Article Lead Image

Mark Fischer / Flickr (CC by 2.0) | Remix by Max Fleishman

Senior Homeland Security official says Internet anonymity should be outlawed

'Should not every individual be required to display a ‘license plate’ on the digital super-highway?'


Patrick Howell O'Neill


Posted on Jan 19, 2016   Updated on May 27, 2021, 8:32 am CDT

A senior Homeland Security official recently argued that Internet anonymity should outlawed in the same way that driving a car without a license plate is against the law.

Erik Barnett, an assistant deputy director at U.S. Immigration and Customs Enforcement and attache to the European Union at the Department of Homeland Security, outlined his argument in an article titled “Whose Privacy Are We Protecting? Balancing Rights to Anonymity with Rights to Public Safety,” published in FIC Observatory, a French publication dedicated to debates about cybersecurity.

To support his case, Barnett first told the story of sexually explicit photos of a Romanian infant girl being passed around on the Internet last year, a case that led to an arrest in a matter of weeks because the offender was not anonymous.

“Should not every individual be required to display a ‘license plate’ on the digital super-highway?”

Barnett asked how much data law enforcement and intelligence agencies should be able to examine from the likes of child abusers or jihadists.

“When a person drives a car on a highway, he or she agrees to display a license plate,” Barnett wrote. “The license plate’s identifiers are ignored most of the time by law enforcement. Law enforcement will use the identifiers, though, to determine the driver’s identity if the car is involved in a legal infraction or otherwise becomes a matter of public interest. Similarly, should not every individual be required to display a ‘license plate’ on the digital super-highway?”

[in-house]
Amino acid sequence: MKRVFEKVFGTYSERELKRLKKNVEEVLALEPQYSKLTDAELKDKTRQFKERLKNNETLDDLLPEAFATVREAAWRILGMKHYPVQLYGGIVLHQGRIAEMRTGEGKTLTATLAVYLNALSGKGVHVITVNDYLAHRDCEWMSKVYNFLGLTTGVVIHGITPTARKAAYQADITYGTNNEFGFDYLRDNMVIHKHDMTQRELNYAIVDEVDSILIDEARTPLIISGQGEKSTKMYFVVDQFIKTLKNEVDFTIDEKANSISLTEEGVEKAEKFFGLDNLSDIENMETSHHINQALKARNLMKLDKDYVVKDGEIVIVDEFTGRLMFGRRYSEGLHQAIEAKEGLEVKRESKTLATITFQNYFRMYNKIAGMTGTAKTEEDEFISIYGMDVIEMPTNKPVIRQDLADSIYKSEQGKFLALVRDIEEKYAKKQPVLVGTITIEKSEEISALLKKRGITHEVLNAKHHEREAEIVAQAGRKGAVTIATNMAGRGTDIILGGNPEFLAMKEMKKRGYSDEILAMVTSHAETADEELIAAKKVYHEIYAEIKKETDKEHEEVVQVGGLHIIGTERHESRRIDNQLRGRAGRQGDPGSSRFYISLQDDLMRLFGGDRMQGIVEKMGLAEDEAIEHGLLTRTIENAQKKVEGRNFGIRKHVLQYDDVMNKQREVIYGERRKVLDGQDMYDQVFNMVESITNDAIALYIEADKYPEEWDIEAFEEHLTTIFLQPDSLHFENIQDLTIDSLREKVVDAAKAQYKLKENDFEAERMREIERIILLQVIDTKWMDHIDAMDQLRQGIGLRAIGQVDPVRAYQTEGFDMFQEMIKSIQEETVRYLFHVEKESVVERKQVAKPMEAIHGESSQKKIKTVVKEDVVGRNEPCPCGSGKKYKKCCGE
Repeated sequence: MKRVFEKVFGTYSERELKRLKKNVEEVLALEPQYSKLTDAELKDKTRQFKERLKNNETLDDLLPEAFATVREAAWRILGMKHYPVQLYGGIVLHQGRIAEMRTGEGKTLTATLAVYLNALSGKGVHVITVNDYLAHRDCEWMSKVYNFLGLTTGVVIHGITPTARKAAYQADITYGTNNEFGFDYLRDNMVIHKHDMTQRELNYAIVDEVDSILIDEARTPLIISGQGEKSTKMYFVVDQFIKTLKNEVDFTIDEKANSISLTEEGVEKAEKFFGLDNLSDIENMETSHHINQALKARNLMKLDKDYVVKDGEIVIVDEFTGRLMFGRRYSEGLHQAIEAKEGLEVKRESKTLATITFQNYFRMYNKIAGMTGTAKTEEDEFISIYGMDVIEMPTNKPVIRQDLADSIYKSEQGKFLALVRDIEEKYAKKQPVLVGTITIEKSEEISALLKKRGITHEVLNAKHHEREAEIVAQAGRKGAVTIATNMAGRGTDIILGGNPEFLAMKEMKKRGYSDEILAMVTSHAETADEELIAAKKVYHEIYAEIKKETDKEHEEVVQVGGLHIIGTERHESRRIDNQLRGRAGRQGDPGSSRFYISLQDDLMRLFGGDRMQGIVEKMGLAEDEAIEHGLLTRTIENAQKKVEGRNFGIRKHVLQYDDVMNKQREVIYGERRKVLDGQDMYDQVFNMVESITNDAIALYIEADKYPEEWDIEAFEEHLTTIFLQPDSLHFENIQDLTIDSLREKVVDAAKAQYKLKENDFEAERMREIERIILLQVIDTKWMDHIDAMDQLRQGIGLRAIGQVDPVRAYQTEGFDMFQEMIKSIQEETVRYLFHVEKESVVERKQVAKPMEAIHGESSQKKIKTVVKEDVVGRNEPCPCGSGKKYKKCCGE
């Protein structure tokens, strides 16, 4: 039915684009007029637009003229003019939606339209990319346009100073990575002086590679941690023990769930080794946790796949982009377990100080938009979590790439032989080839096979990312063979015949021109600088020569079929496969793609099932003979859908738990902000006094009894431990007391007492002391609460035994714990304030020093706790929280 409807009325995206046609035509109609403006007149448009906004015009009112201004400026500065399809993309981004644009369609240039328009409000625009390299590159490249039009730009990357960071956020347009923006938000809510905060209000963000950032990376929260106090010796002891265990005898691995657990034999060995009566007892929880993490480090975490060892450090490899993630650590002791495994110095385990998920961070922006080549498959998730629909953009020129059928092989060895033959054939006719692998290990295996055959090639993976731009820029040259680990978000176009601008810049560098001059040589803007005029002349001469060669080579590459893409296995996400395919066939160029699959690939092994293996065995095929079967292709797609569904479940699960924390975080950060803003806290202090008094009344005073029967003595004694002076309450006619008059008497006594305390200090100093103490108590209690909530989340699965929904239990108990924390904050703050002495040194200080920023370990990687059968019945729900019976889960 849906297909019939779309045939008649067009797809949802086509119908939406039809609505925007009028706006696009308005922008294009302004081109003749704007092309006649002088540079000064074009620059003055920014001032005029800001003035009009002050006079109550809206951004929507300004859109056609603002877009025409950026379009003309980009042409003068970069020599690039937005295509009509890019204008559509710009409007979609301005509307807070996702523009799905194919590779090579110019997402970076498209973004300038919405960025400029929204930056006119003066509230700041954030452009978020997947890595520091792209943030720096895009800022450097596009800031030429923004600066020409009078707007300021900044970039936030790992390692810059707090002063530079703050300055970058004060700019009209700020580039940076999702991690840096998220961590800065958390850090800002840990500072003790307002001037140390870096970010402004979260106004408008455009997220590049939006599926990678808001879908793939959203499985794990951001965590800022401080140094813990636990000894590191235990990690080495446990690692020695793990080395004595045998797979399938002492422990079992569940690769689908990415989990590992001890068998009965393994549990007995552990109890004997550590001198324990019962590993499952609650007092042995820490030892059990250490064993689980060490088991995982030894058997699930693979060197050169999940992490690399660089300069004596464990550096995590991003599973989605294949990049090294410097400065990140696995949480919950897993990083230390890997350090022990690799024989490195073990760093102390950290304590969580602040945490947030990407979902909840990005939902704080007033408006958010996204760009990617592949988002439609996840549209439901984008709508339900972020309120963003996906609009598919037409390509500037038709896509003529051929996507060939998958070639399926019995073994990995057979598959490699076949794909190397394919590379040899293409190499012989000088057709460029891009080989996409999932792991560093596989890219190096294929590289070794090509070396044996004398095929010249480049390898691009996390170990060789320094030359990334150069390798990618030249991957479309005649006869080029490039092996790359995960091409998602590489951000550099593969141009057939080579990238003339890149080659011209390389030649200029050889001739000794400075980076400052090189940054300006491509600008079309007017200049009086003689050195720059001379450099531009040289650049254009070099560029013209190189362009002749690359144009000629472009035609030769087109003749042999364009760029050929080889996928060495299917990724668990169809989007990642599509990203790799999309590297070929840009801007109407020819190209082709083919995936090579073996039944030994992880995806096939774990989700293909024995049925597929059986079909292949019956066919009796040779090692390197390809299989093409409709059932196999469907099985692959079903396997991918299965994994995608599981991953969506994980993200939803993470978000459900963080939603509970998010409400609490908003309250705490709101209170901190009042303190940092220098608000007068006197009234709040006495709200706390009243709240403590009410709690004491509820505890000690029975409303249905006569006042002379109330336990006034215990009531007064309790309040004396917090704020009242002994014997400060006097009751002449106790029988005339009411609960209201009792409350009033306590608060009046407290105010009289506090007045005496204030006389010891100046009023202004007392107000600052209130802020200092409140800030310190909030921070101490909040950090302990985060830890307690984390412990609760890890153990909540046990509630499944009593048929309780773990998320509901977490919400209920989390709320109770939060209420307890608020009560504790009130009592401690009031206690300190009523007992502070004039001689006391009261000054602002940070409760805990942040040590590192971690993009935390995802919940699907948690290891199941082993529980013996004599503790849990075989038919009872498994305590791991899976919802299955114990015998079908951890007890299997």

The suggestion yielded backlash quickly. Nate Cardozo, a staff attorney at the Electronic Frontier Foundation, called the idea “plainly unconstitutional.”

Barnett’s essay didn’t offer much in the way of specifics. Instead, he asked a number of provocative questions. He also briefly considered the other side of the argument, conceding that digital “reveals much more personal information than would normally be found in physical evidence at a crime scene.”

Photo via Mark Fischer/Flickr (CC by 2.0) | Remix by Max Fleishman

Share this article
*First Published: Jan 19, 2016, 5:17 pm CST